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2019 ended up a year where markets exceeded expectations. Stock markets rebounded in January and by Easter, the majority of losses from the last quarter in 2018 had been recouped. The markets fell again in May due to weak manufacturing data. October saw positive returns due to US & China trade talks and later due to positive manufacturing data from the Eurozone. Markets continued to be led by the US stock market with US equities hitting record highs in the last quarter of 2019. The UK market was the worst performing of the major markets having been affected by Brexit, however, still ended up in the positive territory. Eurozone bonds and fixed interest markets were lifted but under performed alongside equities. Commodities finished up positive and oil recovered. Slowing economic growth, trade tensions and Brexit all provided plenty to worry about but the last 12 months have still provided good returns.

The outlook for 2020 remains challenging but positive. Positive outcomes from global trade disputes, a managed Brexit and economic growth will all help returns in 2020. On the negative side, these could be affected by the US election, a mismanaged Brexit and further trade disputes. So back to the unknown! We remain positive but cautious. Equities may still out perform other asset classes but returns may be a lower basis for a higher level of risk.


As the General Election has been called we have seen a number of issues have been hitting the headlines. One important issue is the matter of retirement age and the State retirement pension. Having increased the age at which you can start to receive a State pension from 65 to 66 in 2014, has resulted in thousands of 65-year-olds having to sign onto the Jobseeker’s Benefit to bridge the gap. The maximum weekly payment under Jobseekers’ Benefit is €203 and that only lasts nine months. After that, the payment is means tested. With the State pension, you can receive up to €248.30 a week, this is a difference of €45.30 a week or more than €2,350 a year. By not being able to access the State pension, a retiree is losing almost a fifth of the income they would expect. The pension age is set to increase to 67 in 2021, and 68 in 2028 under the same plan. In addition, many people object to being obliged to apply for unemployment welfare payments. They have worked all their lives without needing to rely on welfare and do not see why they should be forced to do so now instead of receiving a pension for which they have been paying PRSI all their working lives. In contrast, the public sector workers who retire before the State pension age are paid a supplementary government pension. This inequality needs to be addressed. Whether the Government can afford to roll back the increased pension age remains to be seen. For now, Ireland has a relatively young population. However, it is set to change. By 2030, the population aged 80 or above will increase by as much as 94% from current levels, according to an ESRI study published in 2017. Right now, around one in 10 of the people living in Ireland is over the age of sixty-five with the State pension increasing by €1 billion every 5 years.  So while the different parties are coming out with their various solutions to this problem, the answer will require a lot of thought and planning, not just a quick fix to avail of the ‘grey-vote’ in February.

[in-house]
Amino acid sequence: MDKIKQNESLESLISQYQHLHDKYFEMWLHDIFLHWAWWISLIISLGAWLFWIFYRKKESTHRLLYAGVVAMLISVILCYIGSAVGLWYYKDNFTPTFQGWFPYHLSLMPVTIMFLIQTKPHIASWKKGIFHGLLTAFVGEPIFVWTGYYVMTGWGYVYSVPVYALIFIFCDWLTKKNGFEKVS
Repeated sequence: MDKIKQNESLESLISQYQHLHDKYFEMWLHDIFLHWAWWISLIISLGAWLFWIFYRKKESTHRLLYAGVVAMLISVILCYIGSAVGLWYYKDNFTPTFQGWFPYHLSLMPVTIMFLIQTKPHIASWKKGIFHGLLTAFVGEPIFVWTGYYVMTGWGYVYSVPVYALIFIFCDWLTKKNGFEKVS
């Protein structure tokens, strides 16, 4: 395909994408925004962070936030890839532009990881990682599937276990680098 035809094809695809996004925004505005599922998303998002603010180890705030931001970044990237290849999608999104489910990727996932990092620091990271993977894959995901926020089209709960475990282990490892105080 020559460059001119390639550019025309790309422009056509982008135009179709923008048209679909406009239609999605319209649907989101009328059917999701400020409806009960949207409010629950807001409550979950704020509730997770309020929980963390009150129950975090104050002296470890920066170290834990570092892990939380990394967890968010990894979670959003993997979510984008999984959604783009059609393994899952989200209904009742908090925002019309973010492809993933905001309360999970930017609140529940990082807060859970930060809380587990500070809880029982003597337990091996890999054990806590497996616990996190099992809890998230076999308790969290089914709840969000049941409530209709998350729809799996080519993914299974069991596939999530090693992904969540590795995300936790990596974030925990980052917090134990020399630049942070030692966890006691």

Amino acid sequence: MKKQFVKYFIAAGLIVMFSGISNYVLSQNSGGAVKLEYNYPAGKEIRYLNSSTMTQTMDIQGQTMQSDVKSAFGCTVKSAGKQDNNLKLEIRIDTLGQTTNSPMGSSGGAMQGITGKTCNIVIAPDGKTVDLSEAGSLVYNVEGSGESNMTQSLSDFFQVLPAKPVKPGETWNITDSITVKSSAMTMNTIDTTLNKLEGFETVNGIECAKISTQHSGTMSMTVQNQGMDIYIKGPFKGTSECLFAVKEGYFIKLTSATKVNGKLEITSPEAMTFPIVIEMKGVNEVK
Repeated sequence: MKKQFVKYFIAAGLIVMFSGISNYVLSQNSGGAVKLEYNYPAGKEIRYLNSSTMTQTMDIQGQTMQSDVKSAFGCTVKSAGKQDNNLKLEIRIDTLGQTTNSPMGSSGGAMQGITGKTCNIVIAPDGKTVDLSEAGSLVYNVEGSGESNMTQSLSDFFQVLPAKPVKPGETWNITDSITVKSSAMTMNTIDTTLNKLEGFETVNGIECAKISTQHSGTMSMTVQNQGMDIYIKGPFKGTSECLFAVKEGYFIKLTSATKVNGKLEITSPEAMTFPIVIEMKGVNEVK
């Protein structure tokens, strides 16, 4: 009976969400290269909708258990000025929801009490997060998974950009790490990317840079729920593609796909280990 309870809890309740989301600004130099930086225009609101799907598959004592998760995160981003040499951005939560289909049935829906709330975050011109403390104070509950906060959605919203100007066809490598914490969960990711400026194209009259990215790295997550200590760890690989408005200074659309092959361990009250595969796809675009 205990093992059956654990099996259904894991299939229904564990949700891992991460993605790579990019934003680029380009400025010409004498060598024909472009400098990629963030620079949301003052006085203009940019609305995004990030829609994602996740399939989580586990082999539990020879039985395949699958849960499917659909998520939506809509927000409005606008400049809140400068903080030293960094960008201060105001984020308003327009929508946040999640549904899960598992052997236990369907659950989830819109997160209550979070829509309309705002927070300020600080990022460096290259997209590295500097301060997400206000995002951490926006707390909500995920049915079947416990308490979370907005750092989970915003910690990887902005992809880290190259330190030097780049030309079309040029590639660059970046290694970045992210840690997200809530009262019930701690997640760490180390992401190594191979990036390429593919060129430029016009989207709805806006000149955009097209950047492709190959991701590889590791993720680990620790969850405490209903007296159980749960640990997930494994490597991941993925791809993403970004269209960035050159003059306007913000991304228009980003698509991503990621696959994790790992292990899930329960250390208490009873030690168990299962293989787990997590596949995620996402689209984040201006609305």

Interest rates on mortgages taken by Irish customers were lower in November than at the beginning of last year but the rates stood at more than double the eurozone average. Over the past few years, fixed rates have become increasingly common in Ireland, with over 70% of new mortgages here now fixed. This compares to over 80% in the euro zone.

Ulster Bank has introduced a new ten-year fixed mortgage rate, while it is also reducing its “High-Value” five-year fixed rate to the lowest single mortgage rate on the market. New and existing customers can avail of its new ten-year fixed rate of 2.95% for home movers, mortgage switchers and first time buyers who have a loan-to-value of up to 80%. Up until recently, very few lenders offered the option of a fixed rate for longer than five or seven years. But Ulster Bank now joins Haven, KBC, Bank of Ireland and AIB in offering mortgage customers the choice of a fixed rate over 10 years. Ulster Bank is introducing a new, ten-year fixed mortgage rate, while it is also reducing its “High-Value” five-year fixed rate to the lowest single mortgage rate on the market.

The Irish Association of Mortgage Advisors has estimated that eight out of ten mortgage holders are on a standard variable rate. These borrowers could make significant savings by taking independent advice and switching their mortgages. Research has shown that borrowers feel that this is a long process that may not be worthwhile. However, this can be very straightforward and very worthwhile when you consider the huge savings to be made.


This time of year we always remind our clients of the importance of reviewing your protection policies regularly to ensure that these still fit your requirements and provide value for money. Please feel free to give us a call if you would like us to review these on your behalf. We can also offer discounts on the various types of mortgage services so it is always worthwhile having a chat.